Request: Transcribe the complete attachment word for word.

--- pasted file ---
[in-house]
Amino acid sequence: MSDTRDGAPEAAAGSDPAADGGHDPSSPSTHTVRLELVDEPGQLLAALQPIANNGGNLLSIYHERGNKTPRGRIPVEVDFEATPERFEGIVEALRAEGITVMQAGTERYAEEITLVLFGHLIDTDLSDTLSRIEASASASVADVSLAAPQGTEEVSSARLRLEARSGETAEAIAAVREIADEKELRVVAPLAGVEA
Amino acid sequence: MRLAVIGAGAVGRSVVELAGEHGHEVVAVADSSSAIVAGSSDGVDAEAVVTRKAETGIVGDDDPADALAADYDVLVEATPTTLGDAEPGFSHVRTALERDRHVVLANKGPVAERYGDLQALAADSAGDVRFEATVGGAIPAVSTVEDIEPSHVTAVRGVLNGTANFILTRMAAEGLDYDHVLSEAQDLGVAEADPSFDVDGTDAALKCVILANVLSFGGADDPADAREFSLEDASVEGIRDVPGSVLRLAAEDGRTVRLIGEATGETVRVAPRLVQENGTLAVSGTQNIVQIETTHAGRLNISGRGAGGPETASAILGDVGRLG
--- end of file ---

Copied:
[in-house]
Amino acid sequence: MSDTRDGAPEAAAGSDPAADGGHDPSSPSTHTVRLELVDEPGQLLAALQPIANNGGNLLSIYHERGNKTPRGRIPVEVDFEATPERFEGIVEALRAEGITVMQAGTERYAEEITLVLFGHLIDTDLSDTLSRIEASASASVADVSLAAPQGTEEVSSARLRLEARSGETAEAIAAVREIADEKELRVVAPLAGVEA
Amino acid sequence: MRLAVIGAGAVGRSVVELAGEHGHEVVAVADSSSAIVAGSSDGVDAEAVVTRKAETGIVGDDDPADALAADYDVLVEATPTTLGDAEPGFSHVRTALERDRHVVLANKGPVAERYGDLQALAADSAGDVRFEATVGGAIPAVSTVEDIEPSHVTAVRGVLNGTANFILTRMAAEGLDYDHVLSEAQDLGVAEADPSFDVDGTDAALKCVILANVLSFGGADDPADAREFSLEDASVEGIRDVPGSVLRLAAEDGRTVRLIGEATGETVRVAPRLVQENGTLAVSGTQNIVQIETTHAGRLNISGRGAGGPETASAILGDVGRLG